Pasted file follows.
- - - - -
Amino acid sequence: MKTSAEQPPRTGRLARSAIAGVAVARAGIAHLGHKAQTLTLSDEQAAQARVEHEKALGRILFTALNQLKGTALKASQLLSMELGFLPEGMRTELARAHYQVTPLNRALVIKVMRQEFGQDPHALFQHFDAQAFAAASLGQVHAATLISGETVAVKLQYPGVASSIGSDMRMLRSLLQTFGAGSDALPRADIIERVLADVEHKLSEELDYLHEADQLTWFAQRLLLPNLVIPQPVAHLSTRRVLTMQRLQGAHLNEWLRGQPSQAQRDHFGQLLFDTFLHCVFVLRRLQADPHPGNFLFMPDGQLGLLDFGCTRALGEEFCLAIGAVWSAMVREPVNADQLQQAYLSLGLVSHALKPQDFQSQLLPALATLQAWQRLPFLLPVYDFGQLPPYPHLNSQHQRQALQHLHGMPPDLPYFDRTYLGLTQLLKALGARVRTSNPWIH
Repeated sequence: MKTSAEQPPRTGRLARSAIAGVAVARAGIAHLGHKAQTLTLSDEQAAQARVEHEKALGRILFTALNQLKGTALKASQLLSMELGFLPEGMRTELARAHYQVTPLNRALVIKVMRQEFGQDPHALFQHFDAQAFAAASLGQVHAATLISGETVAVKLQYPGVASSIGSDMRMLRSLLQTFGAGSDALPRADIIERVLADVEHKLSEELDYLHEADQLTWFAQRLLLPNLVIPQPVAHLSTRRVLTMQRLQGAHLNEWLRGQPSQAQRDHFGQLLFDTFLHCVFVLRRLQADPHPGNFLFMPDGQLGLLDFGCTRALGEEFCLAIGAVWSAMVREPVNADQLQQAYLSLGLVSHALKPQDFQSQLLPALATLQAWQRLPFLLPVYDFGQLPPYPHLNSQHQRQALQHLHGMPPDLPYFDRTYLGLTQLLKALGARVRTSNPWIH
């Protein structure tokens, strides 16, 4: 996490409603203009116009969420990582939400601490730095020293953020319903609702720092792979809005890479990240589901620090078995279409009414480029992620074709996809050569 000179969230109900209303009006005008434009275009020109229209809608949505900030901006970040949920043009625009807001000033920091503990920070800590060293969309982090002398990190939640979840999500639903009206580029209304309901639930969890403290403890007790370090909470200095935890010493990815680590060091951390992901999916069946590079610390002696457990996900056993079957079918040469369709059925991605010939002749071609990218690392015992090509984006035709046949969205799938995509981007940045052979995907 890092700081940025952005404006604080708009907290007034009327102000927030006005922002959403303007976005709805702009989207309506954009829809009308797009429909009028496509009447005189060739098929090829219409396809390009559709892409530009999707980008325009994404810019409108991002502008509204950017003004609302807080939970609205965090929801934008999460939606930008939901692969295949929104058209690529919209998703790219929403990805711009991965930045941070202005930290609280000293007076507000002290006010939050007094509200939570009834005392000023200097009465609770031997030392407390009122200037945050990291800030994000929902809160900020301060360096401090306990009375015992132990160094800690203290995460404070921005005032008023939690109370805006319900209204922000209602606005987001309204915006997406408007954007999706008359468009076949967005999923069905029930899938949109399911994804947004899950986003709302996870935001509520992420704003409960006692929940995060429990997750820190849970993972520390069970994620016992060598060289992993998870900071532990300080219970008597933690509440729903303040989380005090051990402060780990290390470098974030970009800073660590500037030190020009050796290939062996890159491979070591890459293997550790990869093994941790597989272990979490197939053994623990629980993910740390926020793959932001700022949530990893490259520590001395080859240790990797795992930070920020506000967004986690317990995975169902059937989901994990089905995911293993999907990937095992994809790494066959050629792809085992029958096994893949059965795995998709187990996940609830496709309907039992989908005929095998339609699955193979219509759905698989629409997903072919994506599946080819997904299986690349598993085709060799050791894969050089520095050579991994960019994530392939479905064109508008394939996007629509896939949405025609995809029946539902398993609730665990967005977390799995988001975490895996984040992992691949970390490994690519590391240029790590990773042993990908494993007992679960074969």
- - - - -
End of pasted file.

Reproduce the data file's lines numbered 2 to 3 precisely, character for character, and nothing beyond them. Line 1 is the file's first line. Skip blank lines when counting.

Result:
Repeated sequence: MKTSAEQPPRTGRLARSAIAGVAVARAGIAHLGHKAQTLTLSDEQAAQARVEHEKALGRILFTALNQLKGTALKASQLLSMELGFLPEGMRTELARAHYQVTPLNRALVIKVMRQEFGQDPHALFQHFDAQAFAAASLGQVHAATLISGETVAVKLQYPGVASSIGSDMRMLRSLLQTFGAGSDALPRADIIERVLADVEHKLSEELDYLHEADQLTWFAQRLLLPNLVIPQPVAHLSTRRVLTMQRLQGAHLNEWLRGQPSQAQRDHFGQLLFDTFLHCVFVLRRLQADPHPGNFLFMPDGQLGLLDFGCTRALGEEFCLAIGAVWSAMVREPVNADQLQQAYLSLGLVSHALKPQDFQSQLLPALATLQAWQRLPFLLPVYDFGQLPPYPHLNSQHQRQALQHLHGMPPDLPYFDRTYLGLTQLLKALGARVRTSNPWIH
């Protein structure tokens, strides 16, 4: 996490409603203009116009969420990582939400601490730095020293953020319903609702720092792979809005890479990240589901620090078995279409009414480029992620074709996809050569 000179969230109900209303009006005008434009275009020109229209809608949505900030901006970040949920043009625009807001000033920091503990920070800590060293969309982090002398990190939640979840999500639903009206580029209304309901639930969890403290403890007790370090909470200095935890010493990815680590060091951390992901999916069946590079610390002696457990996900056993079957079918040469369709059925991605010939002749071609990218690392015992090509984006035709046949969205799938995509981007940045052979995907 890092700081940025952005404006604080708009907290007034009327102000927030006005922002959403303007976005709805702009989207309506954009829809009308797009429909009028496509009447005189060739098929090829219409396809390009559709892409530009999707980008325009994404810019409108991002502008509204950017003004609302807080939970609205965090929801934008999460939606930008939901692969295949929104058209690529919209998703790219929403990805711009991965930045941070202005930290609280000293007076507000002290006010939050007094509200939570009834005392000023200097009465609770031997030392407390009122200037945050990291800030994000929902809160900020301060360096401090306990009375015992132990160094800690203290995460404070921005005032008023939690109370805006319900209204922000209602606005987001309204915006997406408007954007999706008359468009076949967005999923069905029930899938949109399911994804947004899950986003709302996870935001509520992420704003409960006692929940995060429990997750820190849970993972520390069970994620016992060598060289992993998870900071532990300080219970008597933690509440729903303040989380005090051990402060780990290390470098974030970009800073660590500037030190020009050796290939062996890159491979070591890459293997550790990869093994941790597989272990979490197939053994623990629980993910740390926020793959932001700022949530990893490259520590001395080859240790990797795992930070920020506000967004986690317990995975169902059937989901994990089905995911293993999907990937095992994809790494066959050629792809085992029958096994893949059965795995998709187990996940609830496709309907039992989908005929095998339609699955193979219509759905698989629409997903072919994506599946080819997904299986690349598993085709060799050791894969050089520095050579991994960019994530392939479905064109508008394939996007629509896939949405025609995809029946539902398993609730665990967005977390799995988001975490895996984040992992691949970390490994690519590391240029790590990773042993990908494993007992679960074969």